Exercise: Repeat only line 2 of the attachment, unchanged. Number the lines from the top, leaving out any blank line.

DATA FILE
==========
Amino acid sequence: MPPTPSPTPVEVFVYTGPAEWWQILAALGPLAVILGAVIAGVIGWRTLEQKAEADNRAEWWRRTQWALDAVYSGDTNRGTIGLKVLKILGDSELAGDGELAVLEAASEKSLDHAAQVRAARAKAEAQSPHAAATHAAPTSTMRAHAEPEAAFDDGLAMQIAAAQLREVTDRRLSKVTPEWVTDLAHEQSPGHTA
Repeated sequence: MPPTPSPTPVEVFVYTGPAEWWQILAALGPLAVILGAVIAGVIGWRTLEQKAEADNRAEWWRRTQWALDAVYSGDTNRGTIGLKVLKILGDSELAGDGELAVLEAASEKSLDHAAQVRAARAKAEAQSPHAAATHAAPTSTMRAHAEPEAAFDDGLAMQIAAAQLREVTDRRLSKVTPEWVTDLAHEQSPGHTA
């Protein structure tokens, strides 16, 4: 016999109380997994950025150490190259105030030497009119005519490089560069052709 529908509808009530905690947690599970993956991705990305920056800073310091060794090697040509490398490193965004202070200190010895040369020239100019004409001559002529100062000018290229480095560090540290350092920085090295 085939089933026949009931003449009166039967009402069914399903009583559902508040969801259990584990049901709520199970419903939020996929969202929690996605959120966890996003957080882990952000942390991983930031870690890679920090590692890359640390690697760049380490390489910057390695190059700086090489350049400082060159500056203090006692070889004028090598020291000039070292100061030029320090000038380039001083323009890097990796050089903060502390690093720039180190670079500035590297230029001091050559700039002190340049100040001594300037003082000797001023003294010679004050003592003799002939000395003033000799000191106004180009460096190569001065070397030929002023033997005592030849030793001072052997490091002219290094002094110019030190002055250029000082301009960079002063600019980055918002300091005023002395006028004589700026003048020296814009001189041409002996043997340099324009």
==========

Repeated sequence: MPPTPSPTPVEVFVYTGPAEWWQILAALGPLAVILGAVIAGVIGWRTLEQKAEADNRAEWWRRTQWALDAVYSGDTNRGTIGLKVLKILGDSELAGDGELAVLEAASEKSLDHAAQVRAARAKAEAQSPHAAATHAAPTSTMRAHAEPEAAFDDGLAMQIAAAQLREVTDRRLSKVTPEWVTDLAHEQSPGHTA